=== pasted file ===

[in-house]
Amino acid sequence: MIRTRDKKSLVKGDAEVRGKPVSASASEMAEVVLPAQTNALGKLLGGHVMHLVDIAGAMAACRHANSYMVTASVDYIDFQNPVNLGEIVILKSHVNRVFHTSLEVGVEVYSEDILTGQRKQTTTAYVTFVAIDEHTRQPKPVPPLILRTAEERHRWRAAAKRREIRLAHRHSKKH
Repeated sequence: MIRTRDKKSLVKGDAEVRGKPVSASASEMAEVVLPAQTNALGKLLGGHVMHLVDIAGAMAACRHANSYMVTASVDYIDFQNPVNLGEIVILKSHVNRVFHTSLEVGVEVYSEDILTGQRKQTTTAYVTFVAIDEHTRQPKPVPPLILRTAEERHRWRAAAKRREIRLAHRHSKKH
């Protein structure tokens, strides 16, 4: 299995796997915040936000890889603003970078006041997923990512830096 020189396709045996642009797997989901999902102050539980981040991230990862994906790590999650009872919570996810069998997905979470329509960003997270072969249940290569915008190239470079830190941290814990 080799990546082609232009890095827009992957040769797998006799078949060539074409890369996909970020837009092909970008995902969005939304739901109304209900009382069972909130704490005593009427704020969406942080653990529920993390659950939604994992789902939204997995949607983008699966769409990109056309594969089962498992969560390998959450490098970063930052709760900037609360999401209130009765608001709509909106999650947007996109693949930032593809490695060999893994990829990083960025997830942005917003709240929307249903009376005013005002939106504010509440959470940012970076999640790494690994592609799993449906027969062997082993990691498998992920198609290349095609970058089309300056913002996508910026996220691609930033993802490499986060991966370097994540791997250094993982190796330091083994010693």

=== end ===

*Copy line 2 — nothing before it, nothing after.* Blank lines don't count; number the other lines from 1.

Amino acid sequence: MIRTRDKKSLVKGDAEVRGKPVSASASEMAEVVLPAQTNALGKLLGGHVMHLVDIAGAMAACRHANSYMVTASVDYIDFQNPVNLGEIVILKSHVNRVFHTSLEVGVEVYSEDILTGQRKQTTTAYVTFVAIDEHTRQPKPVPPLILRTAEERHRWRAAAKRREIRLAHRHSKKH